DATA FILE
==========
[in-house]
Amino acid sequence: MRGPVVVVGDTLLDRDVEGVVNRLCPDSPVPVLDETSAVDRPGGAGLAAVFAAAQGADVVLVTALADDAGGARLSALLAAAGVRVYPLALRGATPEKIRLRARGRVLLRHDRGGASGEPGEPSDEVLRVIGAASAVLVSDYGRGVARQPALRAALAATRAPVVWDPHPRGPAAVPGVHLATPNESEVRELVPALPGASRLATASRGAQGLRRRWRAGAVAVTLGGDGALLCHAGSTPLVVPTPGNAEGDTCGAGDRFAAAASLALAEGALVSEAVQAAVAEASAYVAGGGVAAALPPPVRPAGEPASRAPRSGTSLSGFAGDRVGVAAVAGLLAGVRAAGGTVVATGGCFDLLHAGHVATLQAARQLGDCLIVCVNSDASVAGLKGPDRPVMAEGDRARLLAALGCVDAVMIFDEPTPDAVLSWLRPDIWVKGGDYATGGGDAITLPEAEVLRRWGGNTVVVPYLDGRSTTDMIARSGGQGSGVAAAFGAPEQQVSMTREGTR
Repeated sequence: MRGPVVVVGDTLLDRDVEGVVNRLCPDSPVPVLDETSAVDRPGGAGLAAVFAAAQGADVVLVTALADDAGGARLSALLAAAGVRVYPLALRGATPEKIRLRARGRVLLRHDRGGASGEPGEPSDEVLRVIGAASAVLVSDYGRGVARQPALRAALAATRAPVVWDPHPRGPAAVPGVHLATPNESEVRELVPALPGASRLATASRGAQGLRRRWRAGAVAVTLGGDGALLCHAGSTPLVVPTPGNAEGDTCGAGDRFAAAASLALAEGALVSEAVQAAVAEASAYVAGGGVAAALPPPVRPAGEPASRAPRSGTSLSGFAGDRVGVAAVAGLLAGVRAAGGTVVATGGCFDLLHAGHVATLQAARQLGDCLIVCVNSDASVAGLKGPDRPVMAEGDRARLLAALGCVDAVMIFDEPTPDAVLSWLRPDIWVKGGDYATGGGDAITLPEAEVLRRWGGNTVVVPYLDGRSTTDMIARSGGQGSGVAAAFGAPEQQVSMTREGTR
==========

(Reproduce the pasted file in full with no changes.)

[in-house]
Amino acid sequence: MRGPVVVVGDTLLDRDVEGVVNRLCPDSPVPVLDETSAVDRPGGAGLAAVFAAAQGADVVLVTALADDAGGARLSALLAAAGVRVYPLALRGATPEKIRLRARGRVLLRHDRGGASGEPGEPSDEVLRVIGAASAVLVSDYGRGVARQPALRAALAATRAPVVWDPHPRGPAAVPGVHLATPNESEVRELVPALPGASRLATASRGAQGLRRRWRAGAVAVTLGGDGALLCHAGSTPLVVPTPGNAEGDTCGAGDRFAAAASLALAEGALVSEAVQAAVAEASAYVAGGGVAAALPPPVRPAGEPASRAPRSGTSLSGFAGDRVGVAAVAGLLAGVRAAGGTVVATGGCFDLLHAGHVATLQAARQLGDCLIVCVNSDASVAGLKGPDRPVMAEGDRARLLAALGCVDAVMIFDEPTPDAVLSWLRPDIWVKGGDYATGGGDAITLPEAEVLRRWGGNTVVVPYLDGRSTTDMIARSGGQGSGVAAAFGAPEQQVSMTREGTR
Repeated sequence: MRGPVVVVGDTLLDRDVEGVVNRLCPDSPVPVLDETSAVDRPGGAGLAAVFAAAQGADVVLVTALADDAGGARLSALLAAAGVRVYPLALRGATPEKIRLRARGRVLLRHDRGGASGEPGEPSDEVLRVIGAASAVLVSDYGRGVARQPALRAALAATRAPVVWDPHPRGPAAVPGVHLATPNESEVRELVPALPGASRLATASRGAQGLRRRWRAGAVAVTLGGDGALLCHAGSTPLVVPTPGNAEGDTCGAGDRFAAAASLALAEGALVSEAVQAAVAEASAYVAGGGVAAALPPPVRPAGEPASRAPRSGTSLSGFAGDRVGVAAVAGLLAGVRAAGGTVVATGGCFDLLHAGHVATLQAARQLGDCLIVCVNSDASVAGLKGPDRPVMAEGDRARLLAALGCVDAVMIFDEPTPDAVLSWLRPDIWVKGGDYATGGGDAITLPEAEVLRRWGGNTVVVPYLDGRSTTDMIARSGGQGSGVAAAFGAPEQQVSMTREGTR